1. Create a bed of support. No one says you have to cross the desert alone. It wouldn’t be in your best interest to suffer excessively. So ask for help. Call a trusted friend or five. Reach out to family. Find a good therapist. Go to a support group, like  hospice grief groups, or even 12 Step recovery groups. These are people you can learn from and support, in turn. People understand and they genuinely want to help you. They really do.
  1. Trust the process. You may feel excruciatingly alone. You may feel like you are so lost you will never recover … But here’s the thing. This is all happening for a reason, and you will never be the same again. So allow the magic of life to do its work and set you free. Your soul will thank you for it, and you will emerge stronger and better for it. You really will.

How do I know this? I was given this truth after my own seed exploded into the Universe with nary a trace left behind. It is only in complete surrender that you can know the most profound joy.

Believe it or not, there is magic here, friend. But you must let go to let it in. And so it is.

Stop, Drop and Feel – A Recipe For Moving Through Fear

crying_ladyThis morning I was being interviewed by a radio host, and he asked me a simple but critical question: What do you do to move through fear?

I am happy to say that first of all … I had an answer! Secondly, the trick I shared is something anyone can do. And it works.

But first … let’s talk about our fear. Cause we all have it, right?

I know I do.

Our fear is pretty much the shark that is always lurking just off shore. Once you wade through anger, anxiety, frustration, depression, confusion and dread, you find fear back there, driving all of it.

It’s our basic, go-to emotion when the going gets rough. My theory is that this is all about our flight or fight response. These days we are smart phone jockeys who spend our days tethered to a computer. But the problem is that we’re still wired to outrun (or outsmart) a lumbering T-Rex.

So when a stressful emergency strikes, we react as if our lives are in mortal danger. Before we know it, we are having a dinosaur-sized adrenal rush. Suddenly we are three again and in total survival mode. We feel a surge of panic and then all that other emotional intensity kicks in.

For me, fear has often driven my angry outbursts. Or my need to control and micromanage others. For years it drove a whole lot of nail-biting. Sometimes I just flaked out, put my fingers in my ears, and pretended some big scary grow up issue wasn’t happening all around me.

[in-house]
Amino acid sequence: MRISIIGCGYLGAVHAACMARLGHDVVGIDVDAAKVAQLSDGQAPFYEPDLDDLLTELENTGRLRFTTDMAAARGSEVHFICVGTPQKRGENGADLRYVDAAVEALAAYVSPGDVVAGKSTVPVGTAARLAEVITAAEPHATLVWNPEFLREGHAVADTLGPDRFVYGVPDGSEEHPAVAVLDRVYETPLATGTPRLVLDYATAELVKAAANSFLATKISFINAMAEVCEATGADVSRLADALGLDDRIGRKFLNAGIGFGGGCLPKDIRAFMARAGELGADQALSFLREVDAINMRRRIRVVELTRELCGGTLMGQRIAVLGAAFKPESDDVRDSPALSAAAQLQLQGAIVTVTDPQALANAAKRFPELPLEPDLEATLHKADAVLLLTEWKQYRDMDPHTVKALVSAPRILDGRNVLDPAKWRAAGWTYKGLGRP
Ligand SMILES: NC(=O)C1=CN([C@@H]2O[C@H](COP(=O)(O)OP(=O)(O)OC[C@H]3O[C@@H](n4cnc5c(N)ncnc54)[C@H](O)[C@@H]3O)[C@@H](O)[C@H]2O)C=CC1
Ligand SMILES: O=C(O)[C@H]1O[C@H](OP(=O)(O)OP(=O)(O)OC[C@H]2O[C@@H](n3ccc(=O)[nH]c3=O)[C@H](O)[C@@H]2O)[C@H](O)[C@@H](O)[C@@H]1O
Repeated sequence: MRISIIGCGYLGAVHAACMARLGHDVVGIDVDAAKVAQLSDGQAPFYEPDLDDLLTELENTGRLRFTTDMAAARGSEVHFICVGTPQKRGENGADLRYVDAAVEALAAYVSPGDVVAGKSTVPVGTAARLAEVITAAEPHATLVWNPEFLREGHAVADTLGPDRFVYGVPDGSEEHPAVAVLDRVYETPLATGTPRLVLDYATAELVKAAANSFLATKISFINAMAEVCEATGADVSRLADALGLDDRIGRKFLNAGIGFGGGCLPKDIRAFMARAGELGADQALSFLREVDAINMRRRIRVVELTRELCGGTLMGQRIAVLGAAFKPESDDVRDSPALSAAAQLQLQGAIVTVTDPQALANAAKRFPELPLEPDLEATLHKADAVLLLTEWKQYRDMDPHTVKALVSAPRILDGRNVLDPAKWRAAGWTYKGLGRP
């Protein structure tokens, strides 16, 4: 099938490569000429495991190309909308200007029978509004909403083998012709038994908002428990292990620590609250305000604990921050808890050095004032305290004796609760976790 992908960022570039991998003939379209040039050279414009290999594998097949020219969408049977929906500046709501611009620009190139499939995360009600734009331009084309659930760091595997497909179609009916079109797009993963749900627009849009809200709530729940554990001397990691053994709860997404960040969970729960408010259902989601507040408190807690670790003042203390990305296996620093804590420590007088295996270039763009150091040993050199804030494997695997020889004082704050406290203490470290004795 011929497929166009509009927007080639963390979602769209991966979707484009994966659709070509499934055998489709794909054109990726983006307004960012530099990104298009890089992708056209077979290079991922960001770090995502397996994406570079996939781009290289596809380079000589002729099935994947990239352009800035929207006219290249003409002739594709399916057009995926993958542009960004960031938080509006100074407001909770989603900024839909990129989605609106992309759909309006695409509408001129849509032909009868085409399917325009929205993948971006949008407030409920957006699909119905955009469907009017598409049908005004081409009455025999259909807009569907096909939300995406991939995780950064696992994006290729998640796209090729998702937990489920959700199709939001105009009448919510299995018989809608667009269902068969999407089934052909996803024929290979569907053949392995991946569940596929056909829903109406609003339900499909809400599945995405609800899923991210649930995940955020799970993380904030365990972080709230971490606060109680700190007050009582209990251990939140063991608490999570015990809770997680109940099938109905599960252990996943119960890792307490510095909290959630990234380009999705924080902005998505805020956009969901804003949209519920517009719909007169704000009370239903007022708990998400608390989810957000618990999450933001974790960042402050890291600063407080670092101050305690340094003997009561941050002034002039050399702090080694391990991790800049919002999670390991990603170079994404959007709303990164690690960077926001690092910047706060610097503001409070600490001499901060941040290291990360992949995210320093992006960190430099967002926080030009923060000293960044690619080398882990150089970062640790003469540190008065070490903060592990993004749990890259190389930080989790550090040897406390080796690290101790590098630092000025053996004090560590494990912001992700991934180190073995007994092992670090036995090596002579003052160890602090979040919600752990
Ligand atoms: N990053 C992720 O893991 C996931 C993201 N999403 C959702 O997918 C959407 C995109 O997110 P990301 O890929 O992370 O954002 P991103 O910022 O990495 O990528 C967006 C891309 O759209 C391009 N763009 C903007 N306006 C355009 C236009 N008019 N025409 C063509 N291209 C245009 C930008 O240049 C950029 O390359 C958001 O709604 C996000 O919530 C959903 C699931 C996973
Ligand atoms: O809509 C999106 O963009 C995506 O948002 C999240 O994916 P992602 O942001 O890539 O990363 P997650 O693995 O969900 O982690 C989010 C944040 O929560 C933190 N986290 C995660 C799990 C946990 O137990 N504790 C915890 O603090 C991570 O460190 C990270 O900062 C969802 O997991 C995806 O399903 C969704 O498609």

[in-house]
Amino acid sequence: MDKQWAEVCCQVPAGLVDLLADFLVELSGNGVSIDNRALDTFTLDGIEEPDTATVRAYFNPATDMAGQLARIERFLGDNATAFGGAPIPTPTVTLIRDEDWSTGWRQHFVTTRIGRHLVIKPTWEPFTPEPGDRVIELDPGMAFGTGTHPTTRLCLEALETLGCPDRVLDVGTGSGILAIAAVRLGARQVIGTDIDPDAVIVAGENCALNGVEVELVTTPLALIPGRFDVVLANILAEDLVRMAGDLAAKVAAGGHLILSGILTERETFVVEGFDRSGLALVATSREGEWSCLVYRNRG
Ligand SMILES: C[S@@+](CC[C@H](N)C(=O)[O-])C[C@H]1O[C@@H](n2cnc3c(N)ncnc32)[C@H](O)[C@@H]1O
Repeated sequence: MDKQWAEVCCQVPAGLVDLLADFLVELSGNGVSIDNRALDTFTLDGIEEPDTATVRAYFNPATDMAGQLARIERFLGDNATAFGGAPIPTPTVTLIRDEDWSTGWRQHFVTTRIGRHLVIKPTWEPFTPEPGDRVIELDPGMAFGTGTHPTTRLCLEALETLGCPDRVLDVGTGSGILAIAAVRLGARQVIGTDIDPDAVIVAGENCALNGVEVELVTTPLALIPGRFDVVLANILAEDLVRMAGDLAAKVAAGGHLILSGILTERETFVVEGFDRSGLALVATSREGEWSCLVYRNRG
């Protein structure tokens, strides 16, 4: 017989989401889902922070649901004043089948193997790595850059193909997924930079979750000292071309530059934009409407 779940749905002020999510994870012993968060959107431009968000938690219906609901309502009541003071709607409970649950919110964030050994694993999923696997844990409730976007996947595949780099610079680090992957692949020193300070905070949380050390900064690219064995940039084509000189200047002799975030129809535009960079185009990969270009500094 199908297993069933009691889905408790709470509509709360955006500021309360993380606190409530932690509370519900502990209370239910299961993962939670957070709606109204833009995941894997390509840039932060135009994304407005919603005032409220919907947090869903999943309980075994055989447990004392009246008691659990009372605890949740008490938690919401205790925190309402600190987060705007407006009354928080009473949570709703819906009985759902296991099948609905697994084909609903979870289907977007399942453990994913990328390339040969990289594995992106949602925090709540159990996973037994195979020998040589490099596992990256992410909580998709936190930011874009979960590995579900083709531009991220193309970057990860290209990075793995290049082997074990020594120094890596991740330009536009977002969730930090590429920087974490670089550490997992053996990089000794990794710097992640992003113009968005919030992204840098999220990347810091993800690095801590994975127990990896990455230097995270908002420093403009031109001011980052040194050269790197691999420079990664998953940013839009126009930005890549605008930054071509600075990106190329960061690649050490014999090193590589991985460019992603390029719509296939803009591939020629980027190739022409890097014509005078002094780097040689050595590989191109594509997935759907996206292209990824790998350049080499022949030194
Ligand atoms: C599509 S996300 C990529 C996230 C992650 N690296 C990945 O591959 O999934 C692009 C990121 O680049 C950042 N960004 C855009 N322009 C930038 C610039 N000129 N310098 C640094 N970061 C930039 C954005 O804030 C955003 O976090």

But then I learned a much better way to deal with it. An example …

A few years ago I got to live one of my dreams and hang out in Paris for two months. My entire adult life I’d wanted to do this. And yet, when I finally arrived after a 12-hour flight with numerous delays, I had a total lying-in- bed, sucking-my-thumb, weepy meltdown.

I could have made that retreat to infancy all about tough travel or my lost luggage (it eventually showed up) or the intense new stranger I found myself living with, courtesy of Air B’n’B.

But instead I remembered what to do in case of emergency: I checked in. I went into my bedroom, closed the door and lay down. Then I put my hand on my belly and my feet flat on the bed, and I allowed myself time to just breathe.

Pretty soon my feelings came rushing up: anger, sadness, real grief, anxiety … followed by cold, bald fear.

I realized I felt like a four-year-old who suddenly got lost at the mall. I wondered why I assumed my college French would get me around Paris — for two long months! Really? What the hell was I thinking??

The tears began and I breathed into them. And then the sheer shaking misery of the fear welled up. Oh, I was so uncomfortable! I had visions of myself getting permanently lost in Paris’s labyrinth of streets. I saw myself a stranger in a strange land, desperately lonely on a Saturday night.

The more my fear came up, the more my heart pounded. My palms began sweating and hot flash after hot flash descended. I began to feel terrified. But I remembered the advice of a therapist and I kept breathing through it.

Then suddenly, the fear began to lift. As quickly as it came upon me, my panic subsided.

And then …just like that … it was gone.

In fact, now I felt great! I got up, washed my face, put on my coat and went out to greet my new, incredible city. Five hours and a few café crèmes later, I was still at it – reborn, renewed, in bliss.

What we so seldom do in moments of crisis is relax and allow in the surge of emotions. Instead we focus on what’s happening and scramble to manage and control. Or we go hide and shame ourselves for needing to have a good cry. We do anything we can to resist that necessary upwelling of emotions.

Yet this is just the natural process the body and soul go through when an auto-correct is needed. When we do allow ourselves to honor our emotional flow and simply feel, we truly can be reborn. That, friends, really is the shortest route back to joy.

Take a moment and probe this question for yourself. How do you handle your fear? I highly recommend the ‘Stop, Drop and Feel’ approach the next time you find yourself melting down.

Try it! You might even like it …


Is Your Inner Four-Year-Old Running Your Life?


mad child


Who is in charge of the decisions you make?

You … or an angry, fearful child who lives in your heart?

I ask because it might be time to get to know her.